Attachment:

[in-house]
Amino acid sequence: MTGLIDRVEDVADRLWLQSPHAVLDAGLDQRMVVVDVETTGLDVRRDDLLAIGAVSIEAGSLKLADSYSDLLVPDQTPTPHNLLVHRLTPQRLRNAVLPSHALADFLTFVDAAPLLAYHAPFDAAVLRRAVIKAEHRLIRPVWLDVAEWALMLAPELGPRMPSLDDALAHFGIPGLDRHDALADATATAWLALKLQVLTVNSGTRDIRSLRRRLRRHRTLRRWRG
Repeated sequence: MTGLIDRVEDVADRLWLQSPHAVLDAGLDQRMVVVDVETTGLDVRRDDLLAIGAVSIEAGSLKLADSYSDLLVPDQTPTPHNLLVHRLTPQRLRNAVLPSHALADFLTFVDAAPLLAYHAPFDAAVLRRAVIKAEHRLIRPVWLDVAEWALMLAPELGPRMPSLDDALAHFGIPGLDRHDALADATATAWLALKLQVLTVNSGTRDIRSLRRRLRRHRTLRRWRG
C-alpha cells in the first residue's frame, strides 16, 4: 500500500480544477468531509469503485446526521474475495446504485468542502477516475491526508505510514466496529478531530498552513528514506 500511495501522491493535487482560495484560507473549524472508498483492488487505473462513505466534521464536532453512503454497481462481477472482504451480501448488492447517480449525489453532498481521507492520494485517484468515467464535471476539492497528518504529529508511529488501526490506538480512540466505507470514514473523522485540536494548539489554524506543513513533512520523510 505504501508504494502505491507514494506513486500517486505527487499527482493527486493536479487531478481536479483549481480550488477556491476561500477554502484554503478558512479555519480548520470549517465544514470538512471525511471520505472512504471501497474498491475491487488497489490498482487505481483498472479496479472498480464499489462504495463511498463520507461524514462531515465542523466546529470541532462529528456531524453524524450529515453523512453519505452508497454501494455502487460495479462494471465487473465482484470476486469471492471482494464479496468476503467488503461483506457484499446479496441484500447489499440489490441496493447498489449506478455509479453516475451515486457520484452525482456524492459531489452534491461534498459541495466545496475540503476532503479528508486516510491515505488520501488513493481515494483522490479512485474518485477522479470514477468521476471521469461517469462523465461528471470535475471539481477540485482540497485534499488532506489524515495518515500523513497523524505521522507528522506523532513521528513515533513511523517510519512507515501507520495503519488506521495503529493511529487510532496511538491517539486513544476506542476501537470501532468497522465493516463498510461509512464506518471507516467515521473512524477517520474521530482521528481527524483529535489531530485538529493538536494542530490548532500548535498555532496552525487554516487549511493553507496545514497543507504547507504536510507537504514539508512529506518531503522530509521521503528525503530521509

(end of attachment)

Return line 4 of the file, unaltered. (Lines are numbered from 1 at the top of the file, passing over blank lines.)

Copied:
C-alpha cells in the first residue's frame, strides 16, 4: 500500500480544477468531509469503485446526521474475495446504485468542502477516475491526508505510514466496529478531530498552513528514506 500511495501522491493535487482560495484560507473549524472508498483492488487505473462513505466534521464536532453512503454497481462481477472482504451480501448488492447517480449525489453532498481521507492520494485517484468515467464535471476539492497528518504529529508511529488501526490506538480512540466505507470514514473523522485540536494548539489554524506543513513533512520523510 505504501508504494502505491507514494506513486500517486505527487499527482493527486493536479487531478481536479483549481480550488477556491476561500477554502484554503478558512479555519480548520470549517465544514470538512471525511471520505472512504471501497474498491475491487488497489490498482487505481483498472479496479472498480464499489462504495463511498463520507461524514462531515465542523466546529470541532462529528456531524453524524450529515453523512453519505452508497454501494455502487460495479462494471465487473465482484470476486469471492471482494464479496468476503467488503461483506457484499446479496441484500447489499440489490441496493447498489449506478455509479453516475451515486457520484452525482456524492459531489452534491461534498459541495466545496475540503476532503479528508486516510491515505488520501488513493481515494483522490479512485474518485477522479470514477468521476471521469461517469462523465461528471470535475471539481477540485482540497485534499488532506489524515495518515500523513497523524505521522507528522506523532513521528513515533513511523517510519512507515501507520495503519488506521495503529493511529487510532496511538491517539486513544476506542476501537470501532468497522465493516463498510461509512464506518471507516467515521473512524477517520474521530482521528481527524483529535489531530485538529493538536494542530490548532500548535498555532496552525487554516487549511493553507496545514497543507504547507504536510507537504514539508512529506518531503522530509521521503528525503530521509